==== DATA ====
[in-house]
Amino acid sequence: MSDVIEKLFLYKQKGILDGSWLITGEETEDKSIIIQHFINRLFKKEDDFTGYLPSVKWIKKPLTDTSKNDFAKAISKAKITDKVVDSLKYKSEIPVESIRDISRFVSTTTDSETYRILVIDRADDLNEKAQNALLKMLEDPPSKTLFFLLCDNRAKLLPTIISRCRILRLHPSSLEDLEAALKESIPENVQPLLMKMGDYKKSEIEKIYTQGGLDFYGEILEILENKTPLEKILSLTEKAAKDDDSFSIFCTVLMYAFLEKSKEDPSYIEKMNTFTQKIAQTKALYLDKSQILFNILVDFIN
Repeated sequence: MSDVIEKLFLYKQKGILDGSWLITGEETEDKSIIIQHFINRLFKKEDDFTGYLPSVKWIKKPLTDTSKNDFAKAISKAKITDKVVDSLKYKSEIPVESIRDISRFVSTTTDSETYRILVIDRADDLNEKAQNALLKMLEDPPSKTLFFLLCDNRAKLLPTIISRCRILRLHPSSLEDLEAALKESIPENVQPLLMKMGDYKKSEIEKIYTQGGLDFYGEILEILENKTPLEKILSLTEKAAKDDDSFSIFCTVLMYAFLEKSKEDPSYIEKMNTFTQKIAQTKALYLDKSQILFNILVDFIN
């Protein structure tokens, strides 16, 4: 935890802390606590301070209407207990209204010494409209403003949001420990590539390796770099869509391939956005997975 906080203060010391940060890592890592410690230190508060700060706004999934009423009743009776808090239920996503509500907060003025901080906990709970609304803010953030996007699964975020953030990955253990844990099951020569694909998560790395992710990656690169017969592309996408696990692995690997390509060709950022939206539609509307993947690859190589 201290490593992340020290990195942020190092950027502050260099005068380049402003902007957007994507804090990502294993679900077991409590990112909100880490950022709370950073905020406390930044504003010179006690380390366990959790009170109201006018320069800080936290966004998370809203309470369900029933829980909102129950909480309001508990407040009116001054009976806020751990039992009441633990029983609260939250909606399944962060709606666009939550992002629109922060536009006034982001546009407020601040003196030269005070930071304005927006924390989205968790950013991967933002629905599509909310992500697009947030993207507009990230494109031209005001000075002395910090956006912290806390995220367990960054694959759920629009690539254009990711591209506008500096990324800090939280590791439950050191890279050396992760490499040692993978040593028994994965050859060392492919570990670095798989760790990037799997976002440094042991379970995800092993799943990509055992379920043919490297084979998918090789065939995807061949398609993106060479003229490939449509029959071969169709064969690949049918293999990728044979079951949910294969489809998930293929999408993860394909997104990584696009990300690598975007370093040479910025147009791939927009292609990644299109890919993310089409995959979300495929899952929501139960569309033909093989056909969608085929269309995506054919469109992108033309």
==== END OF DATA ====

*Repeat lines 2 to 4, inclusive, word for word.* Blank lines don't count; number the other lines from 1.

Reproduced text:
Amino acid sequence: MSDVIEKLFLYKQKGILDGSWLITGEETEDKSIIIQHFINRLFKKEDDFTGYLPSVKWIKKPLTDTSKNDFAKAISKAKITDKVVDSLKYKSEIPVESIRDISRFVSTTTDSETYRILVIDRADDLNEKAQNALLKMLEDPPSKTLFFLLCDNRAKLLPTIISRCRILRLHPSSLEDLEAALKESIPENVQPLLMKMGDYKKSEIEKIYTQGGLDFYGEILEILENKTPLEKILSLTEKAAKDDDSFSIFCTVLMYAFLEKSKEDPSYIEKMNTFTQKIAQTKALYLDKSQILFNILVDFIN
Repeated sequence: MSDVIEKLFLYKQKGILDGSWLITGEETEDKSIIIQHFINRLFKKEDDFTGYLPSVKWIKKPLTDTSKNDFAKAISKAKITDKVVDSLKYKSEIPVESIRDISRFVSTTTDSETYRILVIDRADDLNEKAQNALLKMLEDPPSKTLFFLLCDNRAKLLPTIISRCRILRLHPSSLEDLEAALKESIPENVQPLLMKMGDYKKSEIEKIYTQGGLDFYGEILEILENKTPLEKILSLTEKAAKDDDSFSIFCTVLMYAFLEKSKEDPSYIEKMNTFTQKIAQTKALYLDKSQILFNILVDFIN
């Protein structure tokens, strides 16, 4: 935890802390606590301070209407207990209204010494409209403003949001420990590539390796770099869509391939956005997975 906080203060010391940060890592890592410690230190508060700060706004999934009423009743009776808090239920996503509500907060003025901080906990709970609304803010953030996007699964975020953030990955253990844990099951020569694909998560790395992710990656690169017969592309996408696990692995690997390509060709950022939206539609509307993947690859190589 201290490593992340020290990195942020190092950027502050260099005068380049402003902007957007994507804090990502294993679900077991409590990112909100880490950022709370950073905020406390930044504003010179006690380390366990959790009170109201006018320069800080936290966004998370809203309470369900029933829980909102129950909480309001508990407040009116001054009976806020751990039992009441633990029983609260939250909606399944962060709606666009939550992002629109922060536009006034982001546009407020601040003196030269005070930071304005927006924390989205968790950013991967933002629905599509909310992500697009947030993207507009990230494109031209005001000075002395910090956006912290806390995220367990960054694959759920629009690539254009990711591209506008500096990324800090939280590791439950050191890279050396992760490499040692993978040593028994994965050859060392492919570990670095798989760790990037799997976002440094042991379970995800092993799943990509055992379920043919490297084979998918090789065939995807061949398609993106060479003229490939449509029959071969169709064969690949049918293999990728044979079951949910294969489809998930293929999408993860394909997104990584696009990300690598975007370093040479910025147009791939927009292609990644299109890919993310089409995959979300495929899952929501139960569309033909093989056909969608085929269309995506054919469109992108033309």